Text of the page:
Sunday the 8th July 2014
Volume 320

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Recently there have been calls to put a cap on the intake of Nursing students due to the lack of career options once they graduate, Immigration News brings to you the story from the point of view of international students.  

Are International Students studying Nursing being shortchanged?  nurses.jpg

Most students think that getting into a health related discipline is a sure way to have a job upon graduation and the fact that Australia is facing a shortage of nurses is common knowledge.

Unfortunately it appears as though Australia has a severe shortage of experienced nurses. There are plenty of fresh graduates from university, but not enough positions for them, because experienced nurses are not available to facilitate them.

The federal government in 2009 removed caps on the intake of students into health related disciplines allowing universities to enroll as many students as they wanted. Since then there has been a 25 per cent increase in the number of students enrolling in health-related disciplines.

According to an Australian Nursing and Midwifery Federation government submission, published this April, in 2014 an estimated 15% of all nursing and midwifery graduates Australia-wide will be left unemployed.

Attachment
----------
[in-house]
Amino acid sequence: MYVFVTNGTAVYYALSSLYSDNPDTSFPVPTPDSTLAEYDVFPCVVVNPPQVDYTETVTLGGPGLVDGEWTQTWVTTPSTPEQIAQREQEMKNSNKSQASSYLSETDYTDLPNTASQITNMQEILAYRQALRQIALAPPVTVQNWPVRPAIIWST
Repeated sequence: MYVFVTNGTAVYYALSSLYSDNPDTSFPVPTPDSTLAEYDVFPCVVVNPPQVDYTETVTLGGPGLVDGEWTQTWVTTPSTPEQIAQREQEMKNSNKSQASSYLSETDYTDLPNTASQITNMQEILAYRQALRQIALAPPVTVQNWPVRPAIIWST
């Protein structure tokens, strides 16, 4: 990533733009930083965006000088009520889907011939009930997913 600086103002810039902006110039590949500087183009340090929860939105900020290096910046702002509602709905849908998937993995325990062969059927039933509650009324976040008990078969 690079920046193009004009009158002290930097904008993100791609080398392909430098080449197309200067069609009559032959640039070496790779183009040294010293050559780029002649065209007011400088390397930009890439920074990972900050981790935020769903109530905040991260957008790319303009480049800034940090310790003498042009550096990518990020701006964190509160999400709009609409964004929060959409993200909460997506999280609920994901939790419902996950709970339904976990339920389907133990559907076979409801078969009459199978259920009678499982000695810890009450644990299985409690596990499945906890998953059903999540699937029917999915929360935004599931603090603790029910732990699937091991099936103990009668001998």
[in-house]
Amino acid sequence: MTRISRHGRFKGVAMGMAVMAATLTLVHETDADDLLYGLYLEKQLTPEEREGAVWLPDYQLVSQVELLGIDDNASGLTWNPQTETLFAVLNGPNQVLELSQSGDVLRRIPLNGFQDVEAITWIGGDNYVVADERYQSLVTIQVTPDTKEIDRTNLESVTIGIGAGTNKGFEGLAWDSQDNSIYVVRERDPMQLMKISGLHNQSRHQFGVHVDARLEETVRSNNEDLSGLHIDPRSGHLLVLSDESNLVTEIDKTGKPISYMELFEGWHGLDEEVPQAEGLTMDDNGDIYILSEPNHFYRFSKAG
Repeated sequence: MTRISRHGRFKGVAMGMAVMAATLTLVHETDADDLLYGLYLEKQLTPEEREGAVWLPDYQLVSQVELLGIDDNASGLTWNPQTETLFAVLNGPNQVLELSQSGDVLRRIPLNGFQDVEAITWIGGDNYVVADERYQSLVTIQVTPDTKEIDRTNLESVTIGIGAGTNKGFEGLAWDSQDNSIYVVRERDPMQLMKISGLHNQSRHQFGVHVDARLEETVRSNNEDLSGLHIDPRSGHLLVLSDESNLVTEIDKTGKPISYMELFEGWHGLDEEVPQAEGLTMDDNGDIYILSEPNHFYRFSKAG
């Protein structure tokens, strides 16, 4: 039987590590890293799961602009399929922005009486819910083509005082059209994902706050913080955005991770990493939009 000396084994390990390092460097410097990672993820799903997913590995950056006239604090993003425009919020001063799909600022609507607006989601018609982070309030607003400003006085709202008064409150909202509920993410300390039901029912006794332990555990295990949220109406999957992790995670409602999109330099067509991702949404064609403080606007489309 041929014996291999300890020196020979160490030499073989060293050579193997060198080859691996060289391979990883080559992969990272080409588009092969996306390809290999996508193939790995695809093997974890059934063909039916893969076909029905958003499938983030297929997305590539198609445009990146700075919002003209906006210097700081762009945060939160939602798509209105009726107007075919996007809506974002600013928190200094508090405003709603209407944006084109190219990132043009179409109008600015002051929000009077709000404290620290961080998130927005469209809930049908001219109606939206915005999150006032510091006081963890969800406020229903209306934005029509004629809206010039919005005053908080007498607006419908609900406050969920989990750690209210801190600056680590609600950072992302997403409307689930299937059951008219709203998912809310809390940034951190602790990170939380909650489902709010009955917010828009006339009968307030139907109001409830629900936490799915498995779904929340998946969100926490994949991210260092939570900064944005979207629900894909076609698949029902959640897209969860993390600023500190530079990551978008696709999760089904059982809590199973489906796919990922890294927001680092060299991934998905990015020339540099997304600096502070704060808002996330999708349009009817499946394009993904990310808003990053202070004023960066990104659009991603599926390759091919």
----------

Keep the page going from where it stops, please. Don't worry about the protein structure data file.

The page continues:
Graduate Placements are where fresh graduates work along-side and learn from their more experienced colleagues. With the shortage of experienced nurses to mentor them the Graduate Placement spots are few and the nurses vying for these spots are many.

The problem for international students is that preference is given to local students who are permanent residents or citizens for selection into a Graduate Program.

Getting these placements is one of the most important things for fresh graduates; IMMIGRATIONews spoke to few international nursing graduates for their take on the situation.

Kiran a nursing graduate from India explains that the real struggle for a Registered Nurse (RN) post studies is to get Graduate Placement.

She says "This one year (after graduation) is very costly for nursing career. There are no other place for RN's to do jobs apart from Graduate Program. If there is one it is very long journey to get a suitable position."

According to the students we spoke to the number of nursing graduates far out number the number of Graduate Placement spots and the Graduate Placements are not based on merit but depend on one's visa status.

"The first preference is for Australian citizens then Permanent Residents and then nurses with overseas experience and then Australian nursing graduates." say Niraj, another international nursing graduate.

One registered nurse from Korea told us how she was lucky to get into a Graduate Program at a private nursing hospital because she had been working for while as an AIN during her course. Her friends she studied with however were no so lucky and not one of them got into a Graduate Program after the bachelor of Nursing.

The consensus seems to be that no matter how well one does in their course as well as CPAs (Clinical Practice Assessments) the graduate positions are given as per one's visa status.

Post her studies Kiran says" I was very excited and feeling secure, but all dreams were scattered when they said they are obliged to hire only Permanent Residents."